The National Council of Jewish Women–Milwaukee Section, a local advocacy group with 28 board members and about 250 members, is sifting through its own history and finding today’s battles aren’t so novel.
NCJW-Milwaukee has a history of advocating for women, children, the right to vote and other causes. After 125 years of work in Milwaukee, volunteers are combing through images and information related to the group’s local history. The organization plans to post the results this month and into 2021 at the NCJW-Milwaukee Facebook page.
The project has got the women thinking about how NCJW-Milwaukee has been doing critical work for generations, but the problems endure.
“Look at the women’s suffrage and the vote. Were still dealing with these issues today,” said co-president Barbara Levin. Now, women have the vote, but other communities are disenfranchised, she said.
Reproductive health remains an issue, said co-president Robyn Eiseman. “Here we are again. The issues are still here. They just look a little bit different,” she said.
The photos and information for the archives project is being culled from both personal collections of women in the area and the archives of Jewish Museum Milwaukee, a program of Milwaukee Jewish Federation. NCJW takes a progressive stance on issues such as child welfare, women’s rights, reproductive justice and human trafficking. More recent work has included two busloads of 55 women and men from Milwaukee to the Women’s March on Madison in January 2017; a November advocacy fair at the Shorewood Public Library; and blanket making in February for a shelter.
The organization’s flagship local service project is Home Instruction for Parents of Preschool Youngsters, also called HIPPY. NCJW-Milwaukee brought the home-based literacy and school readiness program to Milwaukee in 1999 in partnership with COA Youth & Family Centers. The program serves more than 400 families.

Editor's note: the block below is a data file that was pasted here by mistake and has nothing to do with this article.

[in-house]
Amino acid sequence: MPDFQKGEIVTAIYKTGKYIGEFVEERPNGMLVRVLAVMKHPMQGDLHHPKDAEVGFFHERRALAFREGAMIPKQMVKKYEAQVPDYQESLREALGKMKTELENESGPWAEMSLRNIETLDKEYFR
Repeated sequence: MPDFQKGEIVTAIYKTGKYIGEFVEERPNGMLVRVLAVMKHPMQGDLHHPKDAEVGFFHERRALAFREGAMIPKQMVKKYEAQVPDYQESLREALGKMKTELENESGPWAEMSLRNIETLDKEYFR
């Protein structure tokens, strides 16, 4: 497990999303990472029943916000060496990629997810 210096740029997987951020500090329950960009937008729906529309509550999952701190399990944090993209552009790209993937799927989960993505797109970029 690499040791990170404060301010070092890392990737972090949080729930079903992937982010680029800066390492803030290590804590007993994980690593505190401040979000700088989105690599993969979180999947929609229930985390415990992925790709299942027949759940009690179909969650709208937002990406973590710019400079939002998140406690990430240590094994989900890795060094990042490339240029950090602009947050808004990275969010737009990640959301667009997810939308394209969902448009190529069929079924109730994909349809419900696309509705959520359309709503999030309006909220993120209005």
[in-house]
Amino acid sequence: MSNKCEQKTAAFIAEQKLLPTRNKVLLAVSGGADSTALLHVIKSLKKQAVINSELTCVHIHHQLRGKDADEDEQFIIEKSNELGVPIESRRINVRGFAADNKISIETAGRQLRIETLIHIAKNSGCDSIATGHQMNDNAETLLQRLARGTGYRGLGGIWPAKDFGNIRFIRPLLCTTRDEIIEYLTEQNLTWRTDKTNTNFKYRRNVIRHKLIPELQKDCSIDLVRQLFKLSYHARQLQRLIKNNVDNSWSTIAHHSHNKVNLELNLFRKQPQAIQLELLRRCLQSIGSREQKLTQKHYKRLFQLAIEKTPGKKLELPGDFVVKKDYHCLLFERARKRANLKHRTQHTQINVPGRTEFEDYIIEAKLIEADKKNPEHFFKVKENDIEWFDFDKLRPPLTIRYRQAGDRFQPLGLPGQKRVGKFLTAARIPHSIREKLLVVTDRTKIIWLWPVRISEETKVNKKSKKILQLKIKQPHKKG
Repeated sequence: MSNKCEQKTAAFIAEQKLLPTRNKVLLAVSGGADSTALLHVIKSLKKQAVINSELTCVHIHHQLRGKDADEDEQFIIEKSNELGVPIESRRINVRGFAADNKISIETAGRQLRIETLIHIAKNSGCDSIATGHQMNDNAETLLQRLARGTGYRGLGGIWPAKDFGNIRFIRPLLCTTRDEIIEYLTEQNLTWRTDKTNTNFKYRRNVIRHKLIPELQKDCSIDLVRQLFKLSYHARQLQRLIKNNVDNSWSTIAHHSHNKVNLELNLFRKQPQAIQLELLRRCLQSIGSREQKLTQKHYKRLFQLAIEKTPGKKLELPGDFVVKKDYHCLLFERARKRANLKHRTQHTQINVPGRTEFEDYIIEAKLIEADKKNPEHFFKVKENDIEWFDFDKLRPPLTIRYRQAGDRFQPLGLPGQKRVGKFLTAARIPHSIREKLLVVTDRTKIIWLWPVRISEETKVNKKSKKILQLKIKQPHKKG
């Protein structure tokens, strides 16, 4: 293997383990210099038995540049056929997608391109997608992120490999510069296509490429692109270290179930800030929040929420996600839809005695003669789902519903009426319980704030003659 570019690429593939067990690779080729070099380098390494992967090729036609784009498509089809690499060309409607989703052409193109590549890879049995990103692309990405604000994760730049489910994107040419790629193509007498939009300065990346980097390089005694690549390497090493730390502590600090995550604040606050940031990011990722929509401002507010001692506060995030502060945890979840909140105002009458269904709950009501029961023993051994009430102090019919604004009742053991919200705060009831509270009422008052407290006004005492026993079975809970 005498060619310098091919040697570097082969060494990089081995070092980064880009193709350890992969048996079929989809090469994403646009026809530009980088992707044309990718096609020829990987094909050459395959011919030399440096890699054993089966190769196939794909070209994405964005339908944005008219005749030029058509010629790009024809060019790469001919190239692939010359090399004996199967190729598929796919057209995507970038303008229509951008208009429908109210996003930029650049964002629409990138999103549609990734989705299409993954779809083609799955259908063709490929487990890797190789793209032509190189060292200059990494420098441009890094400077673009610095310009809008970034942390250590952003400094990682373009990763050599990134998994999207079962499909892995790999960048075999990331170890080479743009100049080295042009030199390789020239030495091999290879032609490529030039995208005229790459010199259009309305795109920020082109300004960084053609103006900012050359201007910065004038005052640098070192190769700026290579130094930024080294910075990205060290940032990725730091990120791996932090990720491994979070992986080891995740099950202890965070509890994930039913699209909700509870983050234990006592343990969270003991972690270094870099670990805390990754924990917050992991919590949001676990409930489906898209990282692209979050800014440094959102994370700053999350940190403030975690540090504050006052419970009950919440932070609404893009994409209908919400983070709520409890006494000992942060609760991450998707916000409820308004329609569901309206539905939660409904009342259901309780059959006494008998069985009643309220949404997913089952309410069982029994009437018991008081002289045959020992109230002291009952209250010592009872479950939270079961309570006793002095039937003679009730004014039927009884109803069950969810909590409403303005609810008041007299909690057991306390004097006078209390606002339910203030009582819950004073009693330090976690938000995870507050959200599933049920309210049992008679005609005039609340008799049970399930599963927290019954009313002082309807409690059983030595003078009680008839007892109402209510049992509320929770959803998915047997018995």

Susan Angel Miller is chairing the NCJW-Milwaukee 125th celebration with Genina Berger. The celebration is kicking off with the archive project and more is being planned.
Local group is all volunteers
In 1893, Hannah G. Solomon of Chicago was asked to organize the participation of Jewish women in the Chicago World’s Fair, according to NCJW. When they discovered that their participation would consist of pouring coffee and other hostess duties, they walked out and sought to form an organization that would strengthen women’s connection to Judaism and build on that identity to pursue a wide-ranging social justice agenda.
NCJW-Milwaukee was founded in 1895, soon after the 1893 founding of the overall organization in Chicago. The archives project is to mark the moment.
“Over the next year we hope that people who are interested will follow us on Facebook and Instagram,” Miller said. “We need to keep educating ourselves and making our voices as loud as possible and that’s what NCJW has helped me do over the years.”
NCJW-Milwaukee has no staff. It’s all volunteers. That can make the work special, according to the women. “We are 100% volunteer driven, and I think that makes our longevity even more incredible,” said Julie Lookatch, vice president of marketing for NCJW-Milwaukee.
“When I see friends getting involved in these projects it motivates me to get involved in them as well,” Miller said.
Eiseman joined nearly 20 years ago, when she moved to Wisconsin from the Chicago area.
“I joined for social reasons and it morphed into wanting to make a difference,” she said.
Eiseman said she found wonderful lifetime friends who support one another. “It’s just a really neat group of women,” she said.
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How to get involved
- The National Council of Jewish Women–Milwaukee Section archives project: Facebook.com/NcjwMke.
- Learn about joining: Visit Ncjwmke.org/Membership or contact President@NcjwMke.org.